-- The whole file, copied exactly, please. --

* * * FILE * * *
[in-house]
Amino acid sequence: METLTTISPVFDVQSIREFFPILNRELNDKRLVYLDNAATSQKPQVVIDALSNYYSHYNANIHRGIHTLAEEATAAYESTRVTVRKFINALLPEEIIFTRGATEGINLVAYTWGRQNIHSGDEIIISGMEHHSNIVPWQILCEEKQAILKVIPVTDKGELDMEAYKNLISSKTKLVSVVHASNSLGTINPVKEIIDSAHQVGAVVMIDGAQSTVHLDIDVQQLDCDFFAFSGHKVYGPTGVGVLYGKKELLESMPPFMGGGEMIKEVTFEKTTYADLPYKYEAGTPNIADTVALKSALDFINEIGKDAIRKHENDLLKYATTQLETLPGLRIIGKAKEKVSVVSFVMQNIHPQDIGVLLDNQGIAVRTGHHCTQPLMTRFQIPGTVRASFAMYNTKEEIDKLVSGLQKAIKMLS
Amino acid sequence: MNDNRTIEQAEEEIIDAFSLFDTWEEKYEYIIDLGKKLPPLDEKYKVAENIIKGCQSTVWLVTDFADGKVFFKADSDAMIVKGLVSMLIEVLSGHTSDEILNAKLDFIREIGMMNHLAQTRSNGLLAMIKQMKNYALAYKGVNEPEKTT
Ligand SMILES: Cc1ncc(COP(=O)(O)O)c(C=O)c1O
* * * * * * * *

[in-house]
Amino acid sequence: METLTTISPVFDVQSIREFFPILNRELNDKRLVYLDNAATSQKPQVVIDALSNYYSHYNANIHRGIHTLAEEATAAYESTRVTVRKFINALLPEEIIFTRGATEGINLVAYTWGRQNIHSGDEIIISGMEHHSNIVPWQILCEEKQAILKVIPVTDKGELDMEAYKNLISSKTKLVSVVHASNSLGTINPVKEIIDSAHQVGAVVMIDGAQSTVHLDIDVQQLDCDFFAFSGHKVYGPTGVGVLYGKKELLESMPPFMGGGEMIKEVTFEKTTYADLPYKYEAGTPNIADTVALKSALDFINEIGKDAIRKHENDLLKYATTQLETLPGLRIIGKAKEKVSVVSFVMQNIHPQDIGVLLDNQGIAVRTGHHCTQPLMTRFQIPGTVRASFAMYNTKEEIDKLVSGLQKAIKMLS
Amino acid sequence: MNDNRTIEQAEEEIIDAFSLFDTWEEKYEYIIDLGKKLPPLDEKYKVAENIIKGCQSTVWLVTDFADGKVFFKADSDAMIVKGLVSMLIEVLSGHTSDEILNAKLDFIREIGMMNHLAQTRSNGLLAMIKQMKNYALAYKGVNEPEKTT
Ligand SMILES: Cc1ncc(COP(=O)(O)O)c(C=O)c1O